Tomas Vokoun got the start in goal for the Czechs, while the Finns countered with Miikka Kiprusoff.
The first period ended with Finland on top thanks to a goal at 6:33 by Jukka Hentunen from Niko Kapanen.
The second period went by with no scoring despite a power play for the Czechs and three times on the man advantage for Finland.
The third period could not have begun any better for Finland, as Saku Koivu converted from Jere Lehtinen at the thirty second mark to double the Finnish lead to 2-0. With Martin Skoula off for holding at 4:09, Finland converted the power play opportunity when Kapanen scored at 4:56 from Sami Salo and Ville Peltonen to put the Finns up 3-0.
The final nail in the coffin arrived at 11:09 when Mikko Eloranta beat Vokoun for a 4 goal lead with assists from Kimmo Timonen and Mikko Koivu.
Kiprusoff would complete the all to easy shutout, as the Czechs only managed a mere 12 shots for the entire game, while Finland nearly tripled that with 34 against Vokoun. Finland's 13 first period shots were more than the Czechs manged for the entire game.
Finland would go on to a 2-0-1 record for 5 points in the European Pool and would win the group over Sweden, who they tied at 4-4 on September 4th, thanks to a +7 goal differential versus Sweden's +4 thanks to their opening game 4 goal win over the Czechs, as Sweden would only edge the Czechs by one, 4-3, two days later. Both teams had defeated Germany by the same three goal margin.
All four teams from the European Pool would advance to the Quarterfinals. Finland again defeated Germany in Helsinki, but by a much closer 2-1 score. The Czechs rebounded with a rather surprising 6-1 thrashing of Sweden in a game held in Stockholm.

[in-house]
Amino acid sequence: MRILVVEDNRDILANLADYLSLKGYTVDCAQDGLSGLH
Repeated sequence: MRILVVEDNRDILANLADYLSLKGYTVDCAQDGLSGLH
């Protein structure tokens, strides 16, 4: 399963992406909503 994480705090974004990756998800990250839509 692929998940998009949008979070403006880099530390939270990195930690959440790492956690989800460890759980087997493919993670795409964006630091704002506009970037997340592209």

Finland then advanced to face the United States in St. Paul, Minnesota, where they advanced to the final after coming from behind 1-0 with 15 minutes left to play by scoring twice in the third period to win 2-1 in front of 18,064 disappointed American fans.
The Czechs had a tough task, as they were paired with Canada in Toronto, but acquitted themselves well, taking the Canadians to overtime before falling 4-3.
The Finns would finish as runners-up following a 3-2 loss in the final to the Canadians.
Today's featured jersey is a 2004 Finland National Team Teemu Selanne jersey. Finland first wore this style for the 1998 Oympics in Nagano, Japan with the crest reading "Suomi". For the 2002 Olympics, the crest was altered to read "Finland" with Suomi now printed boldly across the waist. This would be the final appearance for this jersey, as Nike would introduce a new style for the 2005 World Championships.
Bonus jersey: Today's bonus jersey is a 2004 Czech Repbulic National Team Jaromir Jagr jersey. This jersey features not only the 2004 World Cup of Hockey logo patch, but also the #21 memorial patch for Ivan Hlinka, one time head coach of the Pittsburgh Penguins who was to have been the head coach for the Czechs at the 2004 World Cup, but he was killed in a car accident on August 16th, two weeks before the start of the tournament.
As a player, Hlinka was a three time World Champion who also won five silver and two bronze World Championship medals as well as silver and bronze Olympic hockey medals
In addition to wearing the #21 Hlinka memorial patch, Czech team captain Robert Reichel, who normally wore #21, changed to #22 for the tournament in Hlinka's honor.
This striking Czech jersey arrived in 2003 and was worn through the 2005 World Championships until being replaced for the 2006 Olympic games with the arrival of the new Nike Swift jerseys.